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The Top 10 Senior Caregiver Duties You May Encounter

10 minute readLast updated January 2, 2024
fact checkedon January 2, 2024
Written by Angelike Gaunt
Reviewed by Carol Bradley Bursack, NCCDP-certified dementia support group facilitatorAuthor Carol Bradley Bursack spent two decades as a primary caregiver to seven elders and is also a newspaper columnist, blogger, and expert on aging.
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Most caregivers don’t feel prepared to take on the challenges of caring for a senior. Understanding the most common senior caregiver duties can help you prepare. Caregiver duties depend on the health and needs of the person needing care. The first thing to do is determine their needs and your abilities. Some of the most common caregiver duties include physical care, cleaning, grocery shopping, cooking, managing medications, and helping with medical appointments. Learn more about the expectations you might face as a senior caregiver.

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What does a caregiver do?

According to A Place for Mom’s 2023 State of Caregiving Survey, 76% of senior caregivers said they were not fully prepared to perform all of their caregiving duties. Learning about the common duties of a caregiver beforehand can help. While your senior caregiving duties may vary each day, some basic tasks remain the same when caring for an aging parent or senior loved one.

If you need more help caring for your aging loved one, contact one of A Place for Mom’s Senior Living Advisors today. These advisors can help you find affordable home care options to ensure your senior gets the quality of care they deserve, and they can alleviate your caretaker burden.

In taking on the role of caregiver for an elderly loved one, you can expect to do the following:

1. Schedule medical appointments

Helping a senior loved one schedule and attend their medical appointments, like colonoscopies or other preventative diagnostic screenings, is key to keeping them healthy. Your senior may not be able to remember to schedule these appointments themselves, so it’s a good idea to review their care plan regularly and contact their health care providers often. You don’t have to be a senior’s power of attorney to help them schedule medical appointments.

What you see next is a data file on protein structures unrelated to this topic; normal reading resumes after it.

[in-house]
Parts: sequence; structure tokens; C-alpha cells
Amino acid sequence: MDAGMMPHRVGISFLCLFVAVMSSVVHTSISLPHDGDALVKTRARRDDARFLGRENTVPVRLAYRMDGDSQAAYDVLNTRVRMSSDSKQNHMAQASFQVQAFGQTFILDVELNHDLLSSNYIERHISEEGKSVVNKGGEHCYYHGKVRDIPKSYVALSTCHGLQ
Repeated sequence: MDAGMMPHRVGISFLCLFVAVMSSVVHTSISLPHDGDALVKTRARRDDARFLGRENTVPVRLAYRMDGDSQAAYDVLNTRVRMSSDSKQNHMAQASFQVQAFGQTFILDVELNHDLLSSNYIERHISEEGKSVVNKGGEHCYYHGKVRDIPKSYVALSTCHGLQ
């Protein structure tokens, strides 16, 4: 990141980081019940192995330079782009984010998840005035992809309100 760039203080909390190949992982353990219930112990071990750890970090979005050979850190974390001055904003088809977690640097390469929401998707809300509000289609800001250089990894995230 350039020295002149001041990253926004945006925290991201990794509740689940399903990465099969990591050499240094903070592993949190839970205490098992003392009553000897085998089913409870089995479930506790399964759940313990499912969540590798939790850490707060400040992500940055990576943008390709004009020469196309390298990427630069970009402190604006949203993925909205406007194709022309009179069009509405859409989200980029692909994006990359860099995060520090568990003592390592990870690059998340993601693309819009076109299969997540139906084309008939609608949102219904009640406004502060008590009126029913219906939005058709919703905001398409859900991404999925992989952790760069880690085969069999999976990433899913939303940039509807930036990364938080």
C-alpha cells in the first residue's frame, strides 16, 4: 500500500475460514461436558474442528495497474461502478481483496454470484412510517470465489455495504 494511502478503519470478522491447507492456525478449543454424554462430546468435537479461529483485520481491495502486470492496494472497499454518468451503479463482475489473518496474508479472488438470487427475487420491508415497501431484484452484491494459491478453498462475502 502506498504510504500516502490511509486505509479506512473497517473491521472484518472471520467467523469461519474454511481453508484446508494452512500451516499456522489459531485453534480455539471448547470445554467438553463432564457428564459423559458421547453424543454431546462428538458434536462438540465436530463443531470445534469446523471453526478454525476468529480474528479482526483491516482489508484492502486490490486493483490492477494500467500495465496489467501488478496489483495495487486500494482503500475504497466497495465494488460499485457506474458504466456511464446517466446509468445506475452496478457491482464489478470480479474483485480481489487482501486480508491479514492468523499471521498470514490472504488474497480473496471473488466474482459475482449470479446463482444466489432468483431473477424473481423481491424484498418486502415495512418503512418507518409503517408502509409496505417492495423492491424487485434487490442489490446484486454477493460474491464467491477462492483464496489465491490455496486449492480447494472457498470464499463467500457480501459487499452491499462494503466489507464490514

2. Prepare and oversee care plan

Preparing a care plan that addresses your senior loved one’s care needs and goals can be helpful when you begin your caregiving journey. A plan can help you determine how many daily hours of care your loved one will require and whether you need additional help to ensure their health and safety.

3. Assist with bathing, eating, and grooming

Memory and mobility issues can make activities of daily living (ADLs) — such as eating, bathing, grooming, and toileting — difficult to perform without a caregiver. Check in often and pay attention to specific signs and changes to determine if your loved one needs extra help.

4. Provide companionship

One of the most essential but sometimes overlooked parts of senior caregiving is companionship. Feelings of loneliness in older adults can lead to serious health consequences, including depression. When you care for an aging loved one, you’re creating opportunities to strengthen your bond and connection.

5. Manage household chores

As your loved one ages, maintaining a home can become increasingly difficult. Older adults may need help with vacuuming, doing the dishes, or taking out the garbage. If your loved one lives in a house, yard work like snow shoveling and daily maintenance may be too much for them to handle — even with your help. Consider whether your loved one would benefit from the convenience and support of a senior living community.

6. Monitor medication